Acute leukemia


Acute lymphoblastic leukemia


Acute myelogenous leukemia


Functional Assessment of Cancer Therapy-Leukemia


Family caregiver


Interquartile range


Mental component summary


Physical component summary


Quality of life


Role emotional


36-item Short-Form Health Survey


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We would like to thank all participants for their time. All authors approved the final manuscript and have participated sufficiently in the work to take public responsibility for appropriate portions of the content.


This study was supported by the Scientific Research Talents Training Project of the Fujian Province Health Commission (grant no. 2018-ZQN-63) and the Natural Scientific Foundation Project of Fujian Province (grant no. 2019 J01684).

Author information

JY, YW, and RH participated in the design of the study. JY, JC, YW, and YL collected and processed the data. CW, JY, and RH performed the statistical analysis and drafted the manuscript. YW and RH participated in its design and revised the manuscript. All authors read and approved the final manuscript.

Correspondence to Rong Hu or Yong Wu.

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Ethics approval and consent to participate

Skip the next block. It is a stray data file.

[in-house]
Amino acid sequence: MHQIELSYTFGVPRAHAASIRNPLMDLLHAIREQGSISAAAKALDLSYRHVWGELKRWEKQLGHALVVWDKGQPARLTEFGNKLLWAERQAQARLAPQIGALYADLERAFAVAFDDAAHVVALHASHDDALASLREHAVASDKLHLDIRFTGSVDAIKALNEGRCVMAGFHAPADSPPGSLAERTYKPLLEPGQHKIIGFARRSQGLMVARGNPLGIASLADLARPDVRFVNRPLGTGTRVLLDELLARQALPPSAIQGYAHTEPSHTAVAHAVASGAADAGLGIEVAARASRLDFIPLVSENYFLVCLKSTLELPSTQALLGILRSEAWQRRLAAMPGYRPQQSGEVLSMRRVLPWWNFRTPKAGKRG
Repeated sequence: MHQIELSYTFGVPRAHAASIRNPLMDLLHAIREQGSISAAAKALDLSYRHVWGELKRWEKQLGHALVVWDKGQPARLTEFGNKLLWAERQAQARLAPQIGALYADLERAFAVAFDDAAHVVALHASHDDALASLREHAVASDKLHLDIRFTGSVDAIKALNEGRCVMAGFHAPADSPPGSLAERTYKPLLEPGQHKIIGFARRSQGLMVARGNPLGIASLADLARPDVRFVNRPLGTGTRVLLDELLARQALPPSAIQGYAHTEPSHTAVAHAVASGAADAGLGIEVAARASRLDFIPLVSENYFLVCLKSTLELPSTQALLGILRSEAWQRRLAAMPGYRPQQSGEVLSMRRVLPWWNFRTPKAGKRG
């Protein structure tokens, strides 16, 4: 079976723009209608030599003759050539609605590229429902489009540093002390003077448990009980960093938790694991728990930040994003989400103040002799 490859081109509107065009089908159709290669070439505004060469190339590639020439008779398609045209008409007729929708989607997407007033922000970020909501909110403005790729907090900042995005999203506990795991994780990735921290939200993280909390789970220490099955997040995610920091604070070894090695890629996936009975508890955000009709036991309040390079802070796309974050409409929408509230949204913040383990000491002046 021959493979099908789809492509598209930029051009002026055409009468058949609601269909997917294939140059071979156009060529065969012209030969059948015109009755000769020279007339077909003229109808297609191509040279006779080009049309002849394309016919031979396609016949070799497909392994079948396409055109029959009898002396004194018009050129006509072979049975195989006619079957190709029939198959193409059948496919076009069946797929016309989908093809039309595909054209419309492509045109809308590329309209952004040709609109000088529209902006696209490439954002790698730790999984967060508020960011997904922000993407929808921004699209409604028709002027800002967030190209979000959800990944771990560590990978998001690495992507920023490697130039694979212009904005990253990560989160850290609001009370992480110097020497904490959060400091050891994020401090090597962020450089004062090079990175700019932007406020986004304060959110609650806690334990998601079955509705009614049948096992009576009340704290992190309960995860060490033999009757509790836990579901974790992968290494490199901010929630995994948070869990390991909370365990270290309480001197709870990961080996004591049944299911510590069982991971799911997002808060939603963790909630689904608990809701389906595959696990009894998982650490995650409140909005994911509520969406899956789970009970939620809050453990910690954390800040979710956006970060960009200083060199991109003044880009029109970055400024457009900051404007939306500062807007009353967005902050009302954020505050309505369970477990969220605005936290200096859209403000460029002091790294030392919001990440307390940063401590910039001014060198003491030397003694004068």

The study was approved by the Ethics Committee of the Fujian Medical University (IRB Ref No: 2017/00049). All participants read and signed informed consent agreements prior to the initiation of the study.

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Not applicable.

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The authors declare no potential competing interests.

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Wang, C., Yan, J., Chen, J. et al. Factors associated with quality of life of adult patients with acute leukemia and their family caregivers in China: a cross-sectional study. Health Qual Life Outcomes 18, 8 (2020).

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  • Acute leukemia
  • Family caregiver
  • Quality of life
  • China